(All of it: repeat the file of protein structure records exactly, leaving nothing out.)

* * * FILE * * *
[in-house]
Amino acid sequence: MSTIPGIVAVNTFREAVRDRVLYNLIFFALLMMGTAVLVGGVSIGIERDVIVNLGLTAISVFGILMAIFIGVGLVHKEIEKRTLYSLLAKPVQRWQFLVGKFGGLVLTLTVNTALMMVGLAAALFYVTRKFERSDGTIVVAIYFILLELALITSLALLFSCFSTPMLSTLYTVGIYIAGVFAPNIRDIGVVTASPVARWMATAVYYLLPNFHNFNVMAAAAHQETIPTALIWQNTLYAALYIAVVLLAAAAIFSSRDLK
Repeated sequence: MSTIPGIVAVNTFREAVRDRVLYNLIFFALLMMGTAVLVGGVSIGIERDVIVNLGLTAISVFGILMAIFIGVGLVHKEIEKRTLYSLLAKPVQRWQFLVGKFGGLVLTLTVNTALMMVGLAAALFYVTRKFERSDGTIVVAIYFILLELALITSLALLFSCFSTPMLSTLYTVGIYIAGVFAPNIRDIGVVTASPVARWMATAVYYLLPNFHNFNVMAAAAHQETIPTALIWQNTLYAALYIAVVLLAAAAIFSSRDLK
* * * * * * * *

[in-house]
Amino acid sequence: MSTIPGIVAVNTFREAVRDRVLYNLIFFALLMMGTAVLVGGVSIGIERDVIVNLGLTAISVFGILMAIFIGVGLVHKEIEKRTLYSLLAKPVQRWQFLVGKFGGLVLTLTVNTALMMVGLAAALFYVTRKFERSDGTIVVAIYFILLELALITSLALLFSCFSTPMLSTLYTVGIYIAGVFAPNIRDIGVVTASPVARWMATAVYYLLPNFHNFNVMAAAAHQETIPTALIWQNTLYAALYIAVVLLAAAAIFSSRDLK
Repeated sequence: MSTIPGIVAVNTFREAVRDRVLYNLIFFALLMMGTAVLVGGVSIGIERDVIVNLGLTAISVFGILMAIFIGVGLVHKEIEKRTLYSLLAKPVQRWQFLVGKFGGLVLTLTVNTALMMVGLAAALFYVTRKFERSDGTIVVAIYFILLELALITSLALLFSCFSTPMLSTLYTVGIYIAGVFAPNIRDIGVVTASPVARWMATAVYYLLPNFHNFNVMAAAAHQETIPTALIWQNTLYAALYIAVVLLAAAAIFSSRDLK